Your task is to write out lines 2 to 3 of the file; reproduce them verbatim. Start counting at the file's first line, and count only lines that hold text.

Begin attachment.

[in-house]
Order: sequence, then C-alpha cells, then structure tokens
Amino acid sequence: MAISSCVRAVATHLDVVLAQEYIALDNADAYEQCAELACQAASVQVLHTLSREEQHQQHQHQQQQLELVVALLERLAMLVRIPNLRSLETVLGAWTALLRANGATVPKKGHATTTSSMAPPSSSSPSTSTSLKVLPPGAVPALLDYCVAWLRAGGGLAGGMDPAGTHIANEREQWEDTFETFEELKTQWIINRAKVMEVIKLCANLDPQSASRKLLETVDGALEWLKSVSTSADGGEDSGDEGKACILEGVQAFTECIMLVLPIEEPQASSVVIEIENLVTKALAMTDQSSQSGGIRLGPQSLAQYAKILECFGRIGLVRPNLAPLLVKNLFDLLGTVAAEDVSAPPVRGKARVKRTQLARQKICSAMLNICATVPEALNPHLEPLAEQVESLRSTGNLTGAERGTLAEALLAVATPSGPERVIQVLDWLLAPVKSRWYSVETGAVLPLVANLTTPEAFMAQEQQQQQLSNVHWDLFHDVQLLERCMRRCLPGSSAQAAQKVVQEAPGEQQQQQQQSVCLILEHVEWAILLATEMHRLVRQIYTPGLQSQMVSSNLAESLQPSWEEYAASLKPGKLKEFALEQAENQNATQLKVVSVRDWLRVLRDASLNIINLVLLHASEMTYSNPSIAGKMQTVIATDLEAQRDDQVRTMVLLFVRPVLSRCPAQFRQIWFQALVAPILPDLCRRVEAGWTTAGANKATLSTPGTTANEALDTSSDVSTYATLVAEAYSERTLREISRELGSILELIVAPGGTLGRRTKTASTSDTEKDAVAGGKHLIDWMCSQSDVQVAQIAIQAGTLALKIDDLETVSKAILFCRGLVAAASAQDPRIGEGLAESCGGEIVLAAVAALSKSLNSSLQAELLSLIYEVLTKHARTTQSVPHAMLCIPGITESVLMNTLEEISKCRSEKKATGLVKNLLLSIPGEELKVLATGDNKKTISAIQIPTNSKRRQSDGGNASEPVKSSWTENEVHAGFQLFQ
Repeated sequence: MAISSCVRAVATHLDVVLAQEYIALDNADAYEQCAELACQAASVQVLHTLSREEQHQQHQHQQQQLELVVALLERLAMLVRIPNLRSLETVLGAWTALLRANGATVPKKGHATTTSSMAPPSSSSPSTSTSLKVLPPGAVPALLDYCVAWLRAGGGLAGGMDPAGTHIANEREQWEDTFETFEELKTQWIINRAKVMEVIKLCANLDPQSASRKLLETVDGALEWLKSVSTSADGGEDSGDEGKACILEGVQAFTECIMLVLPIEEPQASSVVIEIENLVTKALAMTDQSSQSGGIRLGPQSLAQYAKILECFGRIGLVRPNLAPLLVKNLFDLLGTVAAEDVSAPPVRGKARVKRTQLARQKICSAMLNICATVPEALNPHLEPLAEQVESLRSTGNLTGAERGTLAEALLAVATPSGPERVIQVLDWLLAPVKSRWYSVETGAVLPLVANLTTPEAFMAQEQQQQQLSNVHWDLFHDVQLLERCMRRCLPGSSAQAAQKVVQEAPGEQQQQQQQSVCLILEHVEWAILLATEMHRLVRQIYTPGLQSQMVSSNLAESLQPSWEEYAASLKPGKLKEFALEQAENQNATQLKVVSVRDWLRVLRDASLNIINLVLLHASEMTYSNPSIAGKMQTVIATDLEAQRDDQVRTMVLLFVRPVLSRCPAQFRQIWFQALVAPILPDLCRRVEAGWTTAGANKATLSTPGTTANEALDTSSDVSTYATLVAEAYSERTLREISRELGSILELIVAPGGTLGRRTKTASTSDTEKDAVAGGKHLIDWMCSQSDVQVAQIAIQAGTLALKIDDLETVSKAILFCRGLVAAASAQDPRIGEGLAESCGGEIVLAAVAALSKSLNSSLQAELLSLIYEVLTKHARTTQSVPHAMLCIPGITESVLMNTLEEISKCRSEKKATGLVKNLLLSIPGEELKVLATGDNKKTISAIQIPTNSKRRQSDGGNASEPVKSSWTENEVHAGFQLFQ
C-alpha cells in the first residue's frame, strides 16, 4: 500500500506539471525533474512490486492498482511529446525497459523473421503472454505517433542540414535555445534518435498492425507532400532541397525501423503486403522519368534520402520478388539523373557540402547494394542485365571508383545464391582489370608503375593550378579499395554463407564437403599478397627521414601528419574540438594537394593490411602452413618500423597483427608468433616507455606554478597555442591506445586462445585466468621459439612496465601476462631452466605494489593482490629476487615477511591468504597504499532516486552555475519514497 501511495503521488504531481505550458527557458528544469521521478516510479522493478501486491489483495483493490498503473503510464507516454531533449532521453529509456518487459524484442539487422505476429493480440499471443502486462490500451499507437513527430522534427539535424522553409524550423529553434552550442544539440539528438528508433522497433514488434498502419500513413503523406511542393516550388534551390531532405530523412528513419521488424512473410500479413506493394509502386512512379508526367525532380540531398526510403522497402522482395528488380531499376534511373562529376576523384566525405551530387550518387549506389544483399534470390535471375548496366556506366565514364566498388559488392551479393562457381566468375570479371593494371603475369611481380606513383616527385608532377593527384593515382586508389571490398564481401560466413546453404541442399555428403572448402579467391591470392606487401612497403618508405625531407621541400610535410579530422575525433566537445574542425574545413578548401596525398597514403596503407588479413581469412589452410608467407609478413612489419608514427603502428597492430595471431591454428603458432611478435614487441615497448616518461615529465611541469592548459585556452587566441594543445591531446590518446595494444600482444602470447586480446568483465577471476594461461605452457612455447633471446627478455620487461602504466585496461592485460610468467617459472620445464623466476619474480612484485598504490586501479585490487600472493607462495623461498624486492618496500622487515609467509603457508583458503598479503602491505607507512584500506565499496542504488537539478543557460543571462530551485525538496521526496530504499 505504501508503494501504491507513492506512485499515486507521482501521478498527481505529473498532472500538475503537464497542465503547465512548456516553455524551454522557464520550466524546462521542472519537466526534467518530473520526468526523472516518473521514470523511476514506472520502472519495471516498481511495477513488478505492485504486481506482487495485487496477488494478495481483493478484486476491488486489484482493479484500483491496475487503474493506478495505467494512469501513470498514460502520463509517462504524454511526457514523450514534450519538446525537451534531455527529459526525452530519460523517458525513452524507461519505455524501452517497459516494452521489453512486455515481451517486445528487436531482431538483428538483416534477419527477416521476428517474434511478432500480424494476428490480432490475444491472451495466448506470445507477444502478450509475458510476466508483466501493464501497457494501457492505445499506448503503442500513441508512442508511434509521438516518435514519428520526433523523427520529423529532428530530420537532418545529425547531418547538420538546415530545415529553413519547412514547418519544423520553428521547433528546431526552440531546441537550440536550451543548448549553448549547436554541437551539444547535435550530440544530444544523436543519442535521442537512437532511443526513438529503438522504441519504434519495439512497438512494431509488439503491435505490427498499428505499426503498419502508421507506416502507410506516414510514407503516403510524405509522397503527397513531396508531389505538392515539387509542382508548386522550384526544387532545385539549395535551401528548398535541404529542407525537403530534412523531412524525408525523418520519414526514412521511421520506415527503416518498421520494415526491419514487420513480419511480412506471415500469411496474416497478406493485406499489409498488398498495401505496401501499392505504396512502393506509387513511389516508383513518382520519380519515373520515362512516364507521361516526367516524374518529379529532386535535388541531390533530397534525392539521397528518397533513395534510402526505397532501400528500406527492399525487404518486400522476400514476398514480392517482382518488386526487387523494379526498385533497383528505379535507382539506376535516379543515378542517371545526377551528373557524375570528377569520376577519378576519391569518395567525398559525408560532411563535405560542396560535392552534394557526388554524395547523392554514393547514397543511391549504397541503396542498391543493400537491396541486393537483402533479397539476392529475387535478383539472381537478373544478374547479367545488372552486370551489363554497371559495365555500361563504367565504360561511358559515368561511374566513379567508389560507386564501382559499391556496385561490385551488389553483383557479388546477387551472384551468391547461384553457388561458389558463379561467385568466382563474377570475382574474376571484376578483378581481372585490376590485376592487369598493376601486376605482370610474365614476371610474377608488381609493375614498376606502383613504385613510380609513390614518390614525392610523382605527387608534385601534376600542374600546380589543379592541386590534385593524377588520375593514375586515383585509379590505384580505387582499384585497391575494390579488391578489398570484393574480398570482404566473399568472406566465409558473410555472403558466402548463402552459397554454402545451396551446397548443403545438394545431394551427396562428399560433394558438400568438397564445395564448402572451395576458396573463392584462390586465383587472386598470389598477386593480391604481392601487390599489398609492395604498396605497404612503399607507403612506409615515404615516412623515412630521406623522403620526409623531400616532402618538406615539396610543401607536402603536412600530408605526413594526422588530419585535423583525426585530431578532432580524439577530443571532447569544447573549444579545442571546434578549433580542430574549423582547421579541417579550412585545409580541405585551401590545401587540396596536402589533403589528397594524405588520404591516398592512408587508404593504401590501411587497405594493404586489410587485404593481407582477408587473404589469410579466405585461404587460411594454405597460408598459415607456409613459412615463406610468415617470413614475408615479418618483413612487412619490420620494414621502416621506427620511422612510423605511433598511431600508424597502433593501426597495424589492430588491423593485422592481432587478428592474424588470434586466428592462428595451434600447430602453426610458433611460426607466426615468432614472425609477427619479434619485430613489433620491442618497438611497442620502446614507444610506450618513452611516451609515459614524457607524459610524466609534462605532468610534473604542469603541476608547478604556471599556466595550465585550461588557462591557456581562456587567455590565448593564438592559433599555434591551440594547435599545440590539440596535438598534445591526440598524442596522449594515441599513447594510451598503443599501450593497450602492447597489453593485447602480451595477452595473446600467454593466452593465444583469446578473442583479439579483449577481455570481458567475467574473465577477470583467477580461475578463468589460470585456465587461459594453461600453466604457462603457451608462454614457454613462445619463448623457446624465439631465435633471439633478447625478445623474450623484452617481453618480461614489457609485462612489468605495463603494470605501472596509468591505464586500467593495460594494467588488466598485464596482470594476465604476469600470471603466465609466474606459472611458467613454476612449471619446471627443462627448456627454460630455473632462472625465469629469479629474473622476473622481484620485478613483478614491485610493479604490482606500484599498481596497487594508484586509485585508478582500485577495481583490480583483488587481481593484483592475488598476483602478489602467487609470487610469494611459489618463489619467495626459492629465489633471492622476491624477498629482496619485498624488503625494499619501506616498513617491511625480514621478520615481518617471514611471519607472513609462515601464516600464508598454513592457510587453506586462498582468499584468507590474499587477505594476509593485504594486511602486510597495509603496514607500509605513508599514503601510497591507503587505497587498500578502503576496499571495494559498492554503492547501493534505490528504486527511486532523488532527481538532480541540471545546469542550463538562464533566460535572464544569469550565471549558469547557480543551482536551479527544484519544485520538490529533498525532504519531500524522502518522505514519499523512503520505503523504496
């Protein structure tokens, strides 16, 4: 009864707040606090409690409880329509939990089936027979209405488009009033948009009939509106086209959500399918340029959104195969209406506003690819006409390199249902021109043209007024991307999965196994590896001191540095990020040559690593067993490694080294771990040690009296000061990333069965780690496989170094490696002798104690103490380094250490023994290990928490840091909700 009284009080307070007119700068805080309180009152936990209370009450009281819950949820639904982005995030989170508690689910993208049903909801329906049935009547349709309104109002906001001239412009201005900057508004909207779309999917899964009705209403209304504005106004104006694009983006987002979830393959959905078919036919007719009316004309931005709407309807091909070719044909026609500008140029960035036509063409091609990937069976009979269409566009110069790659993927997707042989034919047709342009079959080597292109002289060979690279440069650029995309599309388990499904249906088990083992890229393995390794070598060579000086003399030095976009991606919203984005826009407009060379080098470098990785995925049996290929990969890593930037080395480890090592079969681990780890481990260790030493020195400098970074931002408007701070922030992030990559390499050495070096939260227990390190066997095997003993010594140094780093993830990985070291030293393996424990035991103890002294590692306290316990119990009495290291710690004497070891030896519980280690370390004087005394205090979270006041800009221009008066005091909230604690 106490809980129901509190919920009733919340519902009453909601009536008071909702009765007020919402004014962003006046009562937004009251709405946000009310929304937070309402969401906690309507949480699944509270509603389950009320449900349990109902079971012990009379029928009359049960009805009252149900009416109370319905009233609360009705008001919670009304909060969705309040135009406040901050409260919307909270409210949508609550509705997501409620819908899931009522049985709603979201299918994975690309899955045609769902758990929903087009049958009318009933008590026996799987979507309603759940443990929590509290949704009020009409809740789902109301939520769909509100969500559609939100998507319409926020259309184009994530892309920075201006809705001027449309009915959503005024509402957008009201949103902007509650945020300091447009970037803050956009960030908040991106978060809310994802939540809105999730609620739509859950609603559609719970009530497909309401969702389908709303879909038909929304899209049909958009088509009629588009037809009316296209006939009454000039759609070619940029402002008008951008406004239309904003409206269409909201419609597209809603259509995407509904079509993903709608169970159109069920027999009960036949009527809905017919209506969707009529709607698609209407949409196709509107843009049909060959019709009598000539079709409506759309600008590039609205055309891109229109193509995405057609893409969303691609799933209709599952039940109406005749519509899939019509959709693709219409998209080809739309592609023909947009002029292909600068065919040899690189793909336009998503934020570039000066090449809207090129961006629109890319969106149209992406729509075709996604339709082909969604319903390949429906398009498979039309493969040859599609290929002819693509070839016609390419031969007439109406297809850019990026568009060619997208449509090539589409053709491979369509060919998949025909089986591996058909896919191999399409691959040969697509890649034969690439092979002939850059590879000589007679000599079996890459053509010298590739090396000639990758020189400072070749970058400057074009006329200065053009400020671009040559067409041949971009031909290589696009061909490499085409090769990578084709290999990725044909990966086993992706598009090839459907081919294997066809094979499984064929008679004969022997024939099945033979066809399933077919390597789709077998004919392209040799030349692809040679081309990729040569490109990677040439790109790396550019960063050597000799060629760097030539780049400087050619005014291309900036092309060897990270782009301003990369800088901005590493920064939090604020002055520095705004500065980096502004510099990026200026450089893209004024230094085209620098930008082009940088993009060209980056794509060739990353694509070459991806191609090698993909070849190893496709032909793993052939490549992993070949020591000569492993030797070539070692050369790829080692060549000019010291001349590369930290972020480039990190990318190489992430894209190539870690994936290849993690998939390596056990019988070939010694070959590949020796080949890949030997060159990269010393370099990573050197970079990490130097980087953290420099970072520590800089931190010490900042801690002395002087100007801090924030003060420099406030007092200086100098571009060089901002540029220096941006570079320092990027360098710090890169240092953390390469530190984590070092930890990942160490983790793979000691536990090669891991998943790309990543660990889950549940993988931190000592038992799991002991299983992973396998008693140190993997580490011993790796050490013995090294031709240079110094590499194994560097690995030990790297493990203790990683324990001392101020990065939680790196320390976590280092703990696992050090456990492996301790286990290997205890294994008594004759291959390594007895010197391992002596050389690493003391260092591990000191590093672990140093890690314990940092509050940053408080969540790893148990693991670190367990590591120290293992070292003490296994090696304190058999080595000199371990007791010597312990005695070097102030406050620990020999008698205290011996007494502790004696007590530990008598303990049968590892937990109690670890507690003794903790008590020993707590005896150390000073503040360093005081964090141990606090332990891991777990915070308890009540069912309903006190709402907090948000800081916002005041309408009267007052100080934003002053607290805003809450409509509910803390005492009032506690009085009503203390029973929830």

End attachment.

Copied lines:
Order: sequence, then C-alpha cells, then structure tokens
Amino acid sequence: MAISSCVRAVATHLDVVLAQEYIALDNADAYEQCAELACQAASVQVLHTLSREEQHQQHQHQQQQLELVVALLERLAMLVRIPNLRSLETVLGAWTALLRANGATVPKKGHATTTSSMAPPSSSSPSTSTSLKVLPPGAVPALLDYCVAWLRAGGGLAGGMDPAGTHIANEREQWEDTFETFEELKTQWIINRAKVMEVIKLCANLDPQSASRKLLETVDGALEWLKSVSTSADGGEDSGDEGKACILEGVQAFTECIMLVLPIEEPQASSVVIEIENLVTKALAMTDQSSQSGGIRLGPQSLAQYAKILECFGRIGLVRPNLAPLLVKNLFDLLGTVAAEDVSAPPVRGKARVKRTQLARQKICSAMLNICATVPEALNPHLEPLAEQVESLRSTGNLTGAERGTLAEALLAVATPSGPERVIQVLDWLLAPVKSRWYSVETGAVLPLVANLTTPEAFMAQEQQQQQLSNVHWDLFHDVQLLERCMRRCLPGSSAQAAQKVVQEAPGEQQQQQQQSVCLILEHVEWAILLATEMHRLVRQIYTPGLQSQMVSSNLAESLQPSWEEYAASLKPGKLKEFALEQAENQNATQLKVVSVRDWLRVLRDASLNIINLVLLHASEMTYSNPSIAGKMQTVIATDLEAQRDDQVRTMVLLFVRPVLSRCPAQFRQIWFQALVAPILPDLCRRVEAGWTTAGANKATLSTPGTTANEALDTSSDVSTYATLVAEAYSERTLREISRELGSILELIVAPGGTLGRRTKTASTSDTEKDAVAGGKHLIDWMCSQSDVQVAQIAIQAGTLALKIDDLETVSKAILFCRGLVAAASAQDPRIGEGLAESCGGEIVLAAVAALSKSLNSSLQAELLSLIYEVLTKHARTTQSVPHAMLCIPGITESVLMNTLEEISKCRSEKKATGLVKNLLLSIPGEELKVLATGDNKKTISAIQIPTNSKRRQSDGGNASEPVKSSWTENEVHAGFQLFQ